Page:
Five antidepressant drugs are approved by the Food and Drug Administration for treating obsessive-compulsive disorder. But they are sometimes ineffective, and guidelines suggest adding an antipsychotic drug to the regimen. Now scientists have found that adding cognitive behavioral therapy, or C.B.T., may be more effective than an antipsychotic.
Researchers studied 100 people with O.C.D. who were taking antidepressants without sufficient improvement. They randomized 40 to the antipsychotic risperidone (brand name Risperdal), 20 to a placebo pill, and 40 to exposure and ritual prevention, a special form of C.B.T. delivered twice a week over eight weeks. All continued their antidepressants as well.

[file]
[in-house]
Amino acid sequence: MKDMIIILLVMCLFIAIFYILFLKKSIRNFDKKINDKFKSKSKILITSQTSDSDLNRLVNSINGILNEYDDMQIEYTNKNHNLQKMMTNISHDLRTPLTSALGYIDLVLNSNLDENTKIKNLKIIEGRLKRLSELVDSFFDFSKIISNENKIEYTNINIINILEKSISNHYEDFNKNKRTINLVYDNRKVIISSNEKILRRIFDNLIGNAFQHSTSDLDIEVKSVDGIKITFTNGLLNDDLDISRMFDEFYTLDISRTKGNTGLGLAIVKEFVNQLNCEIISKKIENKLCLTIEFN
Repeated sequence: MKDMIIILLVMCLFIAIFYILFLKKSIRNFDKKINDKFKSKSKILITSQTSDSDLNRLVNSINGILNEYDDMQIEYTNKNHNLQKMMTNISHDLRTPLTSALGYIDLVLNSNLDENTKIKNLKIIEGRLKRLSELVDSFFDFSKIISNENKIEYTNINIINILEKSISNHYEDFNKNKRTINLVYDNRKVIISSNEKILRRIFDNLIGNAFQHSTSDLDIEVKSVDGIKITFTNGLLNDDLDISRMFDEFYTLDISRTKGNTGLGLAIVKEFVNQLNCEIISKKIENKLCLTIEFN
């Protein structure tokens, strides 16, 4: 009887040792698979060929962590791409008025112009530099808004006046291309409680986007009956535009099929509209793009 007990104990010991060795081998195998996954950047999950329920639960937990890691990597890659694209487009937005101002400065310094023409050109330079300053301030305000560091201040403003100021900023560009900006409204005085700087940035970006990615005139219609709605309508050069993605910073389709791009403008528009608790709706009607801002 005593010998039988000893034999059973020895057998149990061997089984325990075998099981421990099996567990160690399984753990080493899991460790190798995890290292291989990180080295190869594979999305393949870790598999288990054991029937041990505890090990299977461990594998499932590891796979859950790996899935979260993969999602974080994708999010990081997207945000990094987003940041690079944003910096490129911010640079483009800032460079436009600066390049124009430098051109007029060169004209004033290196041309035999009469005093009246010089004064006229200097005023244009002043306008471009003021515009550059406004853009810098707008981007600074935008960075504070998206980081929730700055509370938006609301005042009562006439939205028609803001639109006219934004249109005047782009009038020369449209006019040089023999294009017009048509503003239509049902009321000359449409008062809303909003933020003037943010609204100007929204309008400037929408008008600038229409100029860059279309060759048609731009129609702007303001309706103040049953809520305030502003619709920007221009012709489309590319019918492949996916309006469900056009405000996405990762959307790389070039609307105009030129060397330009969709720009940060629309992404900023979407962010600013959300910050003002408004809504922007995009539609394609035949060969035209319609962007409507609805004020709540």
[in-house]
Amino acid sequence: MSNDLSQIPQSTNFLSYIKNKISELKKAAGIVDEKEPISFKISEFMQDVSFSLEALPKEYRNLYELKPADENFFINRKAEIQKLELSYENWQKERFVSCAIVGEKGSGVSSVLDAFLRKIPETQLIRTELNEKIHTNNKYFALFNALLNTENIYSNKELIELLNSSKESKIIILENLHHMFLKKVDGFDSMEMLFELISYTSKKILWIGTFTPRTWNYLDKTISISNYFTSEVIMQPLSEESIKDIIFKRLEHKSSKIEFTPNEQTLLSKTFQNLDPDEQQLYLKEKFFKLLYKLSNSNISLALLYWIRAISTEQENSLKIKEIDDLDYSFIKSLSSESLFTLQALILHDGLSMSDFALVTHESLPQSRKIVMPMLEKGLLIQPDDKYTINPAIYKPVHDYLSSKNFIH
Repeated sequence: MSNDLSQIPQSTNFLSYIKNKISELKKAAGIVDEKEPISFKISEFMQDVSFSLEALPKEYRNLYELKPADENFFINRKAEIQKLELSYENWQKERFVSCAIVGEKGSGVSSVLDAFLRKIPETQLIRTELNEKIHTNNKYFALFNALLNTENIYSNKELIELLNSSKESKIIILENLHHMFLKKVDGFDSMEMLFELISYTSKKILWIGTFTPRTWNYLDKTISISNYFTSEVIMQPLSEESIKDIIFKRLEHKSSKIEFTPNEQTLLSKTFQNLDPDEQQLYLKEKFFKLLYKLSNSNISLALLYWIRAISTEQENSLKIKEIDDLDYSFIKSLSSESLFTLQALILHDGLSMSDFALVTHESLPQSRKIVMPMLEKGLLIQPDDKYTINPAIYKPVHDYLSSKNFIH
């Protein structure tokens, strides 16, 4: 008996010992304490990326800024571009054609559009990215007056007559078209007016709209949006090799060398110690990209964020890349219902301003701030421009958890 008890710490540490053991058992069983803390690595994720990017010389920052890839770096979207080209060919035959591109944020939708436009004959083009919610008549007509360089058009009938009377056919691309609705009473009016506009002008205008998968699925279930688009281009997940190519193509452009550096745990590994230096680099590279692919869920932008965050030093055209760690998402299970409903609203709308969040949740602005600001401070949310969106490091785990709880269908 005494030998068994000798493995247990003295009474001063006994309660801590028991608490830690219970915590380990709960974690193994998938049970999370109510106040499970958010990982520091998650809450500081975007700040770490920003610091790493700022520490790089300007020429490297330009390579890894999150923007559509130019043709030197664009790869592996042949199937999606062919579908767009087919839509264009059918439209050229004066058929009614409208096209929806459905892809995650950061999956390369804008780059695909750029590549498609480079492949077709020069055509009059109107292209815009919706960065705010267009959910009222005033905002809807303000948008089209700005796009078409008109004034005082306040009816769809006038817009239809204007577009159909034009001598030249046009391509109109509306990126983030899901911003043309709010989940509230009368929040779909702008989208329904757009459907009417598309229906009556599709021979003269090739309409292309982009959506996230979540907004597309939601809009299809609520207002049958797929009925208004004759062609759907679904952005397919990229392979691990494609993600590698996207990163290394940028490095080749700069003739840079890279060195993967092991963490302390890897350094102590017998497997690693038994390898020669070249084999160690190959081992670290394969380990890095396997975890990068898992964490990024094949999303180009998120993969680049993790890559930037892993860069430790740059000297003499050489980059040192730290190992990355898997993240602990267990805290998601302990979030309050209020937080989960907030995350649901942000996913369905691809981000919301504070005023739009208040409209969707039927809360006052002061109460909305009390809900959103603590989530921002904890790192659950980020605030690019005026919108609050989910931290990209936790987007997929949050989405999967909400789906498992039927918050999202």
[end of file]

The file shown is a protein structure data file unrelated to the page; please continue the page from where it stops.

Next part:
The study was published online in JAMA Psychiatry, and several of the authors have financial relationships with pharmaceutical companies.

Using well-validated scales and questionnaires, the researchers found that 80 percent of the C.B.T. patients responded with reduced symptoms and improved functioning and quality of life. About 23 percent got better on risperidone, and 15 percent on the placebo.

“It’s important to discontinue antipsychotics if there isn’t continued benefit after four weeks,” said the lead author, Dr. Helen Blair Simpson, a professor of psychiatry at Columbia. “O.C.D. patients who still have symptoms should first be offered the addition of C.B.T., and some will achieve minimal symptoms.
“There’s a hopeful message here,” she added. “There are good treatments.”